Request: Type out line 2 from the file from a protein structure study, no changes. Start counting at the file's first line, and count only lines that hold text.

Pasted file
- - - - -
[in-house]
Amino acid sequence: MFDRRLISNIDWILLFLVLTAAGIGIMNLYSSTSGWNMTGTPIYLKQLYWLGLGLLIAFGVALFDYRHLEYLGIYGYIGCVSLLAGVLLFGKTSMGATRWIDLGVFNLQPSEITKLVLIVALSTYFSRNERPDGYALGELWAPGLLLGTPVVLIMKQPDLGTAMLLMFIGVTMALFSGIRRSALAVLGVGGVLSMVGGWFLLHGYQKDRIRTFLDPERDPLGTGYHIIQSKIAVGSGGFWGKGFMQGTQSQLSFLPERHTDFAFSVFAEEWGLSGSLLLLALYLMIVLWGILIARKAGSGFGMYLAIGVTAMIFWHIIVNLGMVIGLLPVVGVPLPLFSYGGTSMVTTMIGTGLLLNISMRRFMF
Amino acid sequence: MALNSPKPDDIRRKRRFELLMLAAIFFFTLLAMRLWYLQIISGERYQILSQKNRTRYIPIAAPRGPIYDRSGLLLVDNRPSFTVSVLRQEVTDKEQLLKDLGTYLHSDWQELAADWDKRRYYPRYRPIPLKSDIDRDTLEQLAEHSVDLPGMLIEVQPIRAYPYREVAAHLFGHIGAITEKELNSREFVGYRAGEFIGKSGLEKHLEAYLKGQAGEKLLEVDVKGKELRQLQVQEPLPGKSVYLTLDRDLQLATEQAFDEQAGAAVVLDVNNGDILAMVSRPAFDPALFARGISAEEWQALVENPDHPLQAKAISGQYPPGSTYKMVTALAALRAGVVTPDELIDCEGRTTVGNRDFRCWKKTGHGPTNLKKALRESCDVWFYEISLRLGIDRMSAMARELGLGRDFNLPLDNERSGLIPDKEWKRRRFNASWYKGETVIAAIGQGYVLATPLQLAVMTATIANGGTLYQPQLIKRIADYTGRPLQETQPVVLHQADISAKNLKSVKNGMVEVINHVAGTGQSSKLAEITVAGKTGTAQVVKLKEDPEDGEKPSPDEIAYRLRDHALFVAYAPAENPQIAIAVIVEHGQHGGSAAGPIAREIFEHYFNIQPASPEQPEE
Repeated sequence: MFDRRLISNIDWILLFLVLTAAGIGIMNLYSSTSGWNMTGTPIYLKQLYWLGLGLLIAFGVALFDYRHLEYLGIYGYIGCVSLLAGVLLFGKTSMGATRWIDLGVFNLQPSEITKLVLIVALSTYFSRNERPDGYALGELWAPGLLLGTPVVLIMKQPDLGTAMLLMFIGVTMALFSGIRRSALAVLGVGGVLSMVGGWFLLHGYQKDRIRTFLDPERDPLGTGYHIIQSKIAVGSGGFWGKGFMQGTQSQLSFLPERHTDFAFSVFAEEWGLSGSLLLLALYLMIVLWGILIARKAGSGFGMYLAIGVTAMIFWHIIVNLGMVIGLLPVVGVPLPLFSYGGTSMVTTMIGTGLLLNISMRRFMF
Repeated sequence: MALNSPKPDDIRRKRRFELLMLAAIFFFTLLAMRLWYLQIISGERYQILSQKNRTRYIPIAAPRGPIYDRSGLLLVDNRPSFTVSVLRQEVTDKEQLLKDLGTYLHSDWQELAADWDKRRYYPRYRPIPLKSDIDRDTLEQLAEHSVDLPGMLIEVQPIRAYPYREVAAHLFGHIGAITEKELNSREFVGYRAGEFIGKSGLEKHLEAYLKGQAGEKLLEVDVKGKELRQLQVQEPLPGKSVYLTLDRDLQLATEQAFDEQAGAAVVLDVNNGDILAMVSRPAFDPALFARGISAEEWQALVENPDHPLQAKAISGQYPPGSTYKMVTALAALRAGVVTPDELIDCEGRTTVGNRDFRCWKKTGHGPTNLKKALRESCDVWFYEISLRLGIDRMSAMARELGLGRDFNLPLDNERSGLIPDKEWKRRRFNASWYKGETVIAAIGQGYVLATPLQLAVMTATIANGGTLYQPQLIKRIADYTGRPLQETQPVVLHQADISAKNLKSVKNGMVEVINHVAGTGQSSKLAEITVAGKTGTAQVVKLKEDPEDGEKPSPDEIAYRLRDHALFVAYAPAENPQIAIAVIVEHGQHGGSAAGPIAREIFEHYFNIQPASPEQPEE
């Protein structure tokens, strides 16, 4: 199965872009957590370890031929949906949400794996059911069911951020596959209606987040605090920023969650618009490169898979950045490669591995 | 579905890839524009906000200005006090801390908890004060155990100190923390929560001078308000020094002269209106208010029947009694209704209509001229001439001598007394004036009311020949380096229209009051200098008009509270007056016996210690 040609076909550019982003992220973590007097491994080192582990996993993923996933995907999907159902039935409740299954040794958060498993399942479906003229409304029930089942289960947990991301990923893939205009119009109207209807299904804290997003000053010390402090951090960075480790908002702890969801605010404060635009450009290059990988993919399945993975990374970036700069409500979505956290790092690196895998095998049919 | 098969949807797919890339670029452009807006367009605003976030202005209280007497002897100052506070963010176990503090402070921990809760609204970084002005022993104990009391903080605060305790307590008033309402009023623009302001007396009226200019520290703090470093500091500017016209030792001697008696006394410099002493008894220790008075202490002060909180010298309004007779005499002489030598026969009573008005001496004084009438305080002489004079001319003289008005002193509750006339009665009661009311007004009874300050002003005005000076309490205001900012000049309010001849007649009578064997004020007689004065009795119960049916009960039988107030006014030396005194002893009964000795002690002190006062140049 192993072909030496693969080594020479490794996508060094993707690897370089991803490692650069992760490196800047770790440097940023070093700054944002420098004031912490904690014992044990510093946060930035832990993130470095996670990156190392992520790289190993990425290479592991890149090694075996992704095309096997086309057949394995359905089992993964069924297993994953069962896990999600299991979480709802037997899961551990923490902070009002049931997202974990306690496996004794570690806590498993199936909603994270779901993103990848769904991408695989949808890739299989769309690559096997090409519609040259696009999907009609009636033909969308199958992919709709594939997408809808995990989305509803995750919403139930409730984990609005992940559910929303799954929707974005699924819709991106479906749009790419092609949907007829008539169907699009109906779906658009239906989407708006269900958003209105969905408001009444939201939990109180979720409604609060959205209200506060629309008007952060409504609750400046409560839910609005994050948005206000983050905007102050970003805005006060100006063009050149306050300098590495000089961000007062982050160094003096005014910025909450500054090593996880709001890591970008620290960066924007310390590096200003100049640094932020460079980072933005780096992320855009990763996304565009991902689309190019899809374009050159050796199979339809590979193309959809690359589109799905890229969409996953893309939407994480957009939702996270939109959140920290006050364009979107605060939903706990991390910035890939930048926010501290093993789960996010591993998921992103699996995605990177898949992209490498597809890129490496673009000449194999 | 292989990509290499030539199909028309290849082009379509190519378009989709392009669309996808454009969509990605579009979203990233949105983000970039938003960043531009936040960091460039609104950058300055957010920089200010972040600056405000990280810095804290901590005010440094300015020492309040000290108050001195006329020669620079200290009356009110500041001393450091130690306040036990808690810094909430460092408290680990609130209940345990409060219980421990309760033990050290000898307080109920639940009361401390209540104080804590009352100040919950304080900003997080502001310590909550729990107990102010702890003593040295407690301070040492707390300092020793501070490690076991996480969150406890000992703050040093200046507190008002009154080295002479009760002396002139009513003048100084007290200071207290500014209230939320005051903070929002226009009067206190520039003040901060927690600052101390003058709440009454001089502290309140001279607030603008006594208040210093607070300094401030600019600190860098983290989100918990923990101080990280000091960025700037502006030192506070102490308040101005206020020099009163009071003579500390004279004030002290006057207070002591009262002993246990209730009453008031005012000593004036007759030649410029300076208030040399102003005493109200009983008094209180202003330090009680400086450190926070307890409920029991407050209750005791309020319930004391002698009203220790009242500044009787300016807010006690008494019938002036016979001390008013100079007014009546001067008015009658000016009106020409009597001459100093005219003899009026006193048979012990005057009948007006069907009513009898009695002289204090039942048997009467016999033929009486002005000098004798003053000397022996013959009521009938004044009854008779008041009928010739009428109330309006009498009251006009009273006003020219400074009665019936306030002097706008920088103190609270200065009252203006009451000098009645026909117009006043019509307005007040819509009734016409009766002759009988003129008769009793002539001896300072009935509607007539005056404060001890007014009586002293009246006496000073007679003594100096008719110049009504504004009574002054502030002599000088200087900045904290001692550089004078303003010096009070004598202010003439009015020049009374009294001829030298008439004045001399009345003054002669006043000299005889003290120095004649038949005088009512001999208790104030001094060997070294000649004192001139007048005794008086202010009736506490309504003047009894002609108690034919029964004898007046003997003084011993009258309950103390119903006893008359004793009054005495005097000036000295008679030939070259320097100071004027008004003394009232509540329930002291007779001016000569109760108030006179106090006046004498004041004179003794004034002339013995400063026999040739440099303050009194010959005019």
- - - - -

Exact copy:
Amino acid sequence: MFDRRLISNIDWILLFLVLTAAGIGIMNLYSSTSGWNMTGTPIYLKQLYWLGLGLLIAFGVALFDYRHLEYLGIYGYIGCVSLLAGVLLFGKTSMGATRWIDLGVFNLQPSEITKLVLIVALSTYFSRNERPDGYALGELWAPGLLLGTPVVLIMKQPDLGTAMLLMFIGVTMALFSGIRRSALAVLGVGGVLSMVGGWFLLHGYQKDRIRTFLDPERDPLGTGYHIIQSKIAVGSGGFWGKGFMQGTQSQLSFLPERHTDFAFSVFAEEWGLSGSLLLLALYLMIVLWGILIARKAGSGFGMYLAIGVTAMIFWHIIVNLGMVIGLLPVVGVPLPLFSYGGTSMVTTMIGTGLLLNISMRRFMF